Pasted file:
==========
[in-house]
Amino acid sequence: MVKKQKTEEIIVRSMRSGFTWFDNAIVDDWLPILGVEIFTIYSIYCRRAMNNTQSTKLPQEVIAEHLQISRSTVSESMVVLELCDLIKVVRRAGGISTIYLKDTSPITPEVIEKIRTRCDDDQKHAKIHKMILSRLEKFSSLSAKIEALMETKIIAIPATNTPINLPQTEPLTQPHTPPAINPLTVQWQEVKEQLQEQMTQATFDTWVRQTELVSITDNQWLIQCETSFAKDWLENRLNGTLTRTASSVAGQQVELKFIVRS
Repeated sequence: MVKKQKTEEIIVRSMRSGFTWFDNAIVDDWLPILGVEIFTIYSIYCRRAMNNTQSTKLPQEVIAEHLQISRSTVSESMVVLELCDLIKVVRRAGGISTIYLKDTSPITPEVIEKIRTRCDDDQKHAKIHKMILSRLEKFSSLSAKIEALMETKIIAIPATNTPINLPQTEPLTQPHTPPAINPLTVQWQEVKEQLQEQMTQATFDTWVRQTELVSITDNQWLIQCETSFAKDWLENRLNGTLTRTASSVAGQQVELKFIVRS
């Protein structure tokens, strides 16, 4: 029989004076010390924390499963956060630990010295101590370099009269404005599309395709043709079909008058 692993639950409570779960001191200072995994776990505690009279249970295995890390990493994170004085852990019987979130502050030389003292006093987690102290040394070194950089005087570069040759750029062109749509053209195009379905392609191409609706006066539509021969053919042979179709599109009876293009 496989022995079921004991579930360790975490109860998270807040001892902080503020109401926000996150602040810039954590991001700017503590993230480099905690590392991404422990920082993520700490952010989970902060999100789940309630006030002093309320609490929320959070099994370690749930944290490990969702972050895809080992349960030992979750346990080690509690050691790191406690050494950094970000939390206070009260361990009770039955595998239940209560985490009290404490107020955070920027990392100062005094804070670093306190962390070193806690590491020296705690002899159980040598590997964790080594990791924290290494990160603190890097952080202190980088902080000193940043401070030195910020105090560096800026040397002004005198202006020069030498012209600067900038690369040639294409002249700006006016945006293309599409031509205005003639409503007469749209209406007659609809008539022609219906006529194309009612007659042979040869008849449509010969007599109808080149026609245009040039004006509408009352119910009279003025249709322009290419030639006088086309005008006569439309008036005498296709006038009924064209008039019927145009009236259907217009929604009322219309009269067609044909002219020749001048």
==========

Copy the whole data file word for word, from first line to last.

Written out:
[in-house]
Amino acid sequence: MVKKQKTEEIIVRSMRSGFTWFDNAIVDDWLPILGVEIFTIYSIYCRRAMNNTQSTKLPQEVIAEHLQISRSTVSESMVVLELCDLIKVVRRAGGISTIYLKDTSPITPEVIEKIRTRCDDDQKHAKIHKMILSRLEKFSSLSAKIEALMETKIIAIPATNTPINLPQTEPLTQPHTPPAINPLTVQWQEVKEQLQEQMTQATFDTWVRQTELVSITDNQWLIQCETSFAKDWLENRLNGTLTRTASSVAGQQVELKFIVRS
Repeated sequence: MVKKQKTEEIIVRSMRSGFTWFDNAIVDDWLPILGVEIFTIYSIYCRRAMNNTQSTKLPQEVIAEHLQISRSTVSESMVVLELCDLIKVVRRAGGISTIYLKDTSPITPEVIEKIRTRCDDDQKHAKIHKMILSRLEKFSSLSAKIEALMETKIIAIPATNTPINLPQTEPLTQPHTPPAINPLTVQWQEVKEQLQEQMTQATFDTWVRQTELVSITDNQWLIQCETSFAKDWLENRLNGTLTRTASSVAGQQVELKFIVRS
């Protein structure tokens, strides 16, 4: 029989004076010390924390499963956060630990010295101590370099009269404005599309395709043709079909008058 692993639950409570779960001191200072995994776990505690009279249970295995890390990493994170004085852990019987979130502050030389003292006093987690102290040394070194950089005087570069040759750029062109749509053209195009379905392609191409609706006066539509021969053919042979179709599109009876293009 496989022995079921004991579930360790975490109860998270807040001892902080503020109401926000996150602040810039954590991001700017503590993230480099905690590392991404422990920082993520700490952010989970902060999100789940309630006030002093309320609490929320959070099994370690749930944290490990969702972050895809080992349960030992979750346990080690509690050691790191406690050494950094970000939390206070009260361990009770039955595998239940209560985490009290404490107020955070920027990392100062005094804070670093306190962390070193806690590491020296705690002899159980040598590997964790080594990791924290290494990160603190890097952080202190980088902080000193940043401070030195910020105090560096800026040397002004005198202006020069030498012209600067900038690369040639294409002249700006006016945006293309599409031509205005003639409503007469749209209406007659609809008539022609219906006529194309009612007659042979040869008849449509010969007599109808080149026609245009040039004006509408009352119910009279003025249709322009290419030639006088086309005008006569439309008036005498296709006038009924064209008039019927145009009236259907217009929604009322219309009269067609044909002219020749001048």